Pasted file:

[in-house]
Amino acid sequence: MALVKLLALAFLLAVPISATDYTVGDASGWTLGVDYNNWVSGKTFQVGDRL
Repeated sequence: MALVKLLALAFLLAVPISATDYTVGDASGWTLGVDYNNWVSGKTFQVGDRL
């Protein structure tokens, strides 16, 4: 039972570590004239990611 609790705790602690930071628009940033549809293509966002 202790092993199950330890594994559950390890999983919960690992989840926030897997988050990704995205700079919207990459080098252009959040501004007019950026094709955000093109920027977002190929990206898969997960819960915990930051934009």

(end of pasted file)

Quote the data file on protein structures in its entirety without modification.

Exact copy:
[in-house]
Amino acid sequence: MALVKLLALAFLLAVPISATDYTVGDASGWTLGVDYNNWVSGKTFQVGDRL
Repeated sequence: MALVKLLALAFLLAVPISATDYTVGDASGWTLGVDYNNWVSGKTFQVGDRL
């Protein structure tokens, strides 16, 4: 039972570590004239990611 609790705790602690930071628009940033549809293509966002 202790092993199950330890594994559950390890999983919960690992989840926030897997988050990704995205700079919207990459080098252009959040501004007019950026094709955000093109920027977002190929990206898969997960819960915990930051934009």